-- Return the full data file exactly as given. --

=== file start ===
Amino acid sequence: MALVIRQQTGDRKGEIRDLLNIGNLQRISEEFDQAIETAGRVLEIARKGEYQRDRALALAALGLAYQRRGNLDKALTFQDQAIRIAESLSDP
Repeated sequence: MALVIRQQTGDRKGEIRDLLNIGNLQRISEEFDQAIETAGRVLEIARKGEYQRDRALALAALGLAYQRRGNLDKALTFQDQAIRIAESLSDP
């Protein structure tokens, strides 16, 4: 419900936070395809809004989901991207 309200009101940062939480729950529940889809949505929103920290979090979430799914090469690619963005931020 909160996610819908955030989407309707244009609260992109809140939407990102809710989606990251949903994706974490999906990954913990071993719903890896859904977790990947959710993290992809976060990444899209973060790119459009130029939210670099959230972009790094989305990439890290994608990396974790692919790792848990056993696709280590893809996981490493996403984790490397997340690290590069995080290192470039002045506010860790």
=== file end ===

Amino acid sequence: MALVIRQQTGDRKGEIRDLLNIGNLQRISEEFDQAIETAGRVLEIARKGEYQRDRALALAALGLAYQRRGNLDKALTFQDQAIRIAESLSDP
Repeated sequence: MALVIRQQTGDRKGEIRDLLNIGNLQRISEEFDQAIETAGRVLEIARKGEYQRDRALALAALGLAYQRRGNLDKALTFQDQAIRIAESLSDP
């Protein structure tokens, strides 16, 4: 419900936070395809809004989901991207 309200009101940062939480729950529940889809949505929103920290979090979430799914090469690619963005931020 909160996610819908955030989407309707244009609260992109809140939407990102809710989606990251949903994706974490999906990954913990071993719903890896859904977790990947959710993290992809976060990444899209973060790119459009130029939210670099959230972009790094989305990439890290994608990396974790692919790792848990056993696709280590893809996981490493996403984790490397997340690290590069995080290192470039002045506010860790």